Two of the tenets of good habit formation is that you give people a motivator to do the right thing, and you make it easy to do so. Up until the fall of 2010, the Aeronav Services branch of the FAA could have been a poster child for building good pilot habits on keeping current with airport, approach and charting data. Printed charts were available at virtually every FBO and digital charts were a free download for all.
As our investigation on page 5 reports, the party started winding down in 2010 with restrictions to paper chart sales, and now a whole micro-industry of flight planning apps and websites are hanging in limbo, knowing free downloads of data will disappear by April 12, 2012. In the meantime, downloads that were available weeks in advance are now available 24 hours in advance.
There has been much hand wringing on both sides of this row that access to this data is a safety issue. The FAA says poor or incomplete repackaging of its data jeopardizes safety; the industry says restricting pilots’ access to this data in any way jeopardizes safety.
As we show in our investigation, the core issue here is money. But isn’t it still a safety issue? I think not.
We do accident scans for this magazine every month, ranking the causes into categories. We’ve never had to create category for “Didn’t have the right radio frequency,” “missed the NOTAM” or even “Used an out-of-date approach plate.” Terrain warnings have an obvious safety potential. Aircraft position on the approach plate is arguably a boon to safety. But there are simply enough checks and balances in the system that flying with obsolete data rarely causes a serious mishap. Embarrassment, maybe. But nearly universally, this is the stuff of NASA forms, not NTSB reports.
There is, however, something significant to be said for convenience. Howie Keeife built a sizable business on his various chart atlas systems because it was more convenient to have a bound book when traveling than collect and organize all those separate charts. The iPad and similar devices make it easy to have the right data available. You’re less likely to call on the outdated Tower frequency or blunder into restricted airspace en route. You can call up an approach chart without fear (or guilt) that maybe the circling minimums changed last month.
Even if that isn’t going to put a detectable dent in the fatal accident rate, it’s good for the industry. The FAA NOTAM system may still be in the communications Bronze Age, but clever app developers have parsed and organized the data so it’s easier to get it right. The FBO that rented out a 172 might not have the margin to keep the GPS database current, but for $75 a year, all the airport information is at a pilot’s fingertips—on the phone that pilot had in his pocket anyway. This kind of technological hipness is one of the shining exceptions in an industry that’s got a bit of an image problem. While it’s important to reduce the fatal accident rate, we need to aim a bit more broadly to really attract new pilots and keep the ones we have.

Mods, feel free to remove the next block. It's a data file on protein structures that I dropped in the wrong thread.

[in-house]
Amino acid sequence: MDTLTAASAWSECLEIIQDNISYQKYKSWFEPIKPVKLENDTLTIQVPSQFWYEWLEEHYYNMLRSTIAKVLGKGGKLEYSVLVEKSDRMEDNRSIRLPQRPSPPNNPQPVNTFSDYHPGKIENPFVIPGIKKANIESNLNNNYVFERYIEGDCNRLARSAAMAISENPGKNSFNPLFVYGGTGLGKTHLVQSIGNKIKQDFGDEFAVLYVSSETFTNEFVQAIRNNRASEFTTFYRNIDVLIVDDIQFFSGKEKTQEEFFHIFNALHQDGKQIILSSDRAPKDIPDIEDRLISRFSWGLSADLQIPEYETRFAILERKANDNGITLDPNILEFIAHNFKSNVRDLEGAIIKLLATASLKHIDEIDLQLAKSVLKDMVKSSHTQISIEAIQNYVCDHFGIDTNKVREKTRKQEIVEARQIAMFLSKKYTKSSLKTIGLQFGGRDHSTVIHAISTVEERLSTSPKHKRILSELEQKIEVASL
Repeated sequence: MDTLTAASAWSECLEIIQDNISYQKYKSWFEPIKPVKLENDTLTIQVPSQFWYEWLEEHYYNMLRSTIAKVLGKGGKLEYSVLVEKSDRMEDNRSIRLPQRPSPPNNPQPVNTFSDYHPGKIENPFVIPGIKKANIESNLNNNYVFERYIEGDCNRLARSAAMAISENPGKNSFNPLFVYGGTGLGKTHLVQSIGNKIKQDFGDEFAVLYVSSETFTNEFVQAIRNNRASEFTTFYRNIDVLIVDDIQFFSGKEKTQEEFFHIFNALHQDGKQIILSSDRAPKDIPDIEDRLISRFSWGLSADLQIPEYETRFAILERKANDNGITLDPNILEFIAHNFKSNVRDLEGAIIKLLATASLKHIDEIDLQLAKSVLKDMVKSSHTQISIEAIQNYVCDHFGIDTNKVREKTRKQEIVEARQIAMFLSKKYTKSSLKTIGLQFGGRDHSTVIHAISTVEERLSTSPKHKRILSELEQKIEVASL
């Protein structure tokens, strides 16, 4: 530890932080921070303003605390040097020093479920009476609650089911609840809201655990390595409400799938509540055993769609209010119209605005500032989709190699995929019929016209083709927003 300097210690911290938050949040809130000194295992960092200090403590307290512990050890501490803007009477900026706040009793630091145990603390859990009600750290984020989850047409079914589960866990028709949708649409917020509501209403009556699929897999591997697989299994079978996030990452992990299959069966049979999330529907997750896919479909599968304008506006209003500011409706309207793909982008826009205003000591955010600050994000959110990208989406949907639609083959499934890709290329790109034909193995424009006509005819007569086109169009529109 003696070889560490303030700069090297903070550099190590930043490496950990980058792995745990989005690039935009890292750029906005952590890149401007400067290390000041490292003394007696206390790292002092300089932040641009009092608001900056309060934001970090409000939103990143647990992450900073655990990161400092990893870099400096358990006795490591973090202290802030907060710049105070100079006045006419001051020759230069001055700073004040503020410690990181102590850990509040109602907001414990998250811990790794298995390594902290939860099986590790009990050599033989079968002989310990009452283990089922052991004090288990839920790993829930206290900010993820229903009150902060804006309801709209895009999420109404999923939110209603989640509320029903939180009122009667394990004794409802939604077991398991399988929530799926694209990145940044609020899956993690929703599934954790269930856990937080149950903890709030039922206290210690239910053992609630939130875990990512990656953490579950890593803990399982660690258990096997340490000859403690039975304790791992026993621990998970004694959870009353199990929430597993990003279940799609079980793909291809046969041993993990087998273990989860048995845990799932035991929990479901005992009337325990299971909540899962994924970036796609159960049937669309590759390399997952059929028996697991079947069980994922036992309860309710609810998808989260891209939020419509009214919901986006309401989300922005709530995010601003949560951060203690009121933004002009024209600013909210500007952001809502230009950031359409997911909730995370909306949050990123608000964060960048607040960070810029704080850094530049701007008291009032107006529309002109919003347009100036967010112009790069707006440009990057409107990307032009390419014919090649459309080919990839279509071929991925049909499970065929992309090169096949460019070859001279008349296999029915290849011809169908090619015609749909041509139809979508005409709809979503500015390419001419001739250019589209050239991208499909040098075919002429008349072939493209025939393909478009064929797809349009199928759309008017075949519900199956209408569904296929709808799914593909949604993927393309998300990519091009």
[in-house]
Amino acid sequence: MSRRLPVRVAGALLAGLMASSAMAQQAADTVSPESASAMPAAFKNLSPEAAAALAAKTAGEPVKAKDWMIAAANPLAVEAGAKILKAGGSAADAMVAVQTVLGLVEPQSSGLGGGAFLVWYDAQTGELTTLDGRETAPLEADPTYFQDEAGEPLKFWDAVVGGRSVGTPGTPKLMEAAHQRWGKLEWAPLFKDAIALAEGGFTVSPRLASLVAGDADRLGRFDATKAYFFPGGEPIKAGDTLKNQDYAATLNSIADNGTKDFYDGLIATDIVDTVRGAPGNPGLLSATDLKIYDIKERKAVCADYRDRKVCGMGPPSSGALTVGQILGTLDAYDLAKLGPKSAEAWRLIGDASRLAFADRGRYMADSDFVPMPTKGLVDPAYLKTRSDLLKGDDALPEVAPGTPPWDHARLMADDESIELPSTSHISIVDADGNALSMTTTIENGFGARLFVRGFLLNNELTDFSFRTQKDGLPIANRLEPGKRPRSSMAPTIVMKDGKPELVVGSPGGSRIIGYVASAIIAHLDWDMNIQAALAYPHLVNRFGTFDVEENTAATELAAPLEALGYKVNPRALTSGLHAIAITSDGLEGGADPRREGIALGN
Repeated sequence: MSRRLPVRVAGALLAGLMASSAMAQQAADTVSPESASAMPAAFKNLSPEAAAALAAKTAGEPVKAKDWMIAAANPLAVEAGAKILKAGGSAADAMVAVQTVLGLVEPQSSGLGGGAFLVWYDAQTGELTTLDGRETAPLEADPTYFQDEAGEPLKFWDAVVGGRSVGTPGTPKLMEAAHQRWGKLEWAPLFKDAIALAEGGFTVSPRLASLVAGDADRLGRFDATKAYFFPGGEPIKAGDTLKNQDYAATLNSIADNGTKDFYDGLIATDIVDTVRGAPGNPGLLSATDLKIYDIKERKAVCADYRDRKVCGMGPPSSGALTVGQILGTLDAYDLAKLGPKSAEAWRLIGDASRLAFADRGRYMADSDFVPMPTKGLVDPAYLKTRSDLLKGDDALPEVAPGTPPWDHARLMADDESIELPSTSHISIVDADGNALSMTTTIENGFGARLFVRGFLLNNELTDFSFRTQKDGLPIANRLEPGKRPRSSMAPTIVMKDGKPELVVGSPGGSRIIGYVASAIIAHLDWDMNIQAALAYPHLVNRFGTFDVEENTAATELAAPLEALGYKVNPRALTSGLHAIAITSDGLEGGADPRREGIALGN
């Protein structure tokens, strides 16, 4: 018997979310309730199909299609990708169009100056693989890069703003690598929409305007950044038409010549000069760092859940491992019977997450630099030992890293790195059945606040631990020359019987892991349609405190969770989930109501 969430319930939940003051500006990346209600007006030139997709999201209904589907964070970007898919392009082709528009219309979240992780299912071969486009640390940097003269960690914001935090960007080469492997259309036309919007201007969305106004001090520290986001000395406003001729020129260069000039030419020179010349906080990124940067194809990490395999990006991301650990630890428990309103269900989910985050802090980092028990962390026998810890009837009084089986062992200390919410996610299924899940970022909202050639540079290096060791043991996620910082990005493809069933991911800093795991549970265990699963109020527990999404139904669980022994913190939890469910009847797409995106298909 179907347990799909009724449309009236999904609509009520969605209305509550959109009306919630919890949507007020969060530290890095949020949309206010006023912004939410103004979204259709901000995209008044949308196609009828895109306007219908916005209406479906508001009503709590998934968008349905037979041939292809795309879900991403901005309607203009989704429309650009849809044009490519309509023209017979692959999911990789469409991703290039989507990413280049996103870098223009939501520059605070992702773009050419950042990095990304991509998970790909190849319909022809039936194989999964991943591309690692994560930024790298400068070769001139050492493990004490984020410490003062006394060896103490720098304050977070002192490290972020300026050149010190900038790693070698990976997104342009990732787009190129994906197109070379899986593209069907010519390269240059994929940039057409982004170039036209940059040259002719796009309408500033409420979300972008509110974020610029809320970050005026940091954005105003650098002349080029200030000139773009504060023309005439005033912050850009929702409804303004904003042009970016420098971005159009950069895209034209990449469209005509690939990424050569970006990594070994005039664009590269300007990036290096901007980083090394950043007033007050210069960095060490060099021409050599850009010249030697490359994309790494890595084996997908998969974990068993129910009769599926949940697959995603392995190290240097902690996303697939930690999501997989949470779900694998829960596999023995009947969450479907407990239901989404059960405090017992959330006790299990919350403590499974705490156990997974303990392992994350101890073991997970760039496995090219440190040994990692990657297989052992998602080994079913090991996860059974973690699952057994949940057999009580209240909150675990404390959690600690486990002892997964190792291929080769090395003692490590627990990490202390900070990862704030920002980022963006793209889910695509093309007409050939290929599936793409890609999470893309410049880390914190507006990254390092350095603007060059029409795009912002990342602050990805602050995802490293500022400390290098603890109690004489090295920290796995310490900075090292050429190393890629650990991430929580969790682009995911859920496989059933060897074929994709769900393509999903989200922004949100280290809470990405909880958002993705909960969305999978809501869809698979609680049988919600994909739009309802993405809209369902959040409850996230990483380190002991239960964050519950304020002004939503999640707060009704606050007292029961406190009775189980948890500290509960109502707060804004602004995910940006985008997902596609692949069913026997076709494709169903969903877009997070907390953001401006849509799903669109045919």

In the pay-to-play, NextGen future the FAA is shaping, it’s no surprise that someone latched onto the idea that the government should stop giving this valuable data away for nothing. (Well, except we paid for it last April, right about the 15th of the month.) But the scheme can’t work. If there’s anything the website world has proven is that people won’t pay more than peanuts for digital data if there’s any way around it. If the FAA tries to recoup serious royalties from the data the way it made a return on paper chart sales, it’ll kill the industry. Most people will get just the barest charts they need (paper or digital), troll the internet for bits of free data to supplement (even though free sites like RunwayFinder will vanish), and fly with whatever stuff they have. Up goes another barrier to entry for new pilots. On goes another weight on the back of existing pilots. Down goes the industry further, which means even fewer people to pay.
And if they only charge a small royalty, it’s hard to imagine it would be enough to even be worth the trouble on Aeronav’s bottom line. But it’s not hard to imagine how it could squelch this corner of aviation where free data has been the foundation for something truly beneficial. –Jeff Van West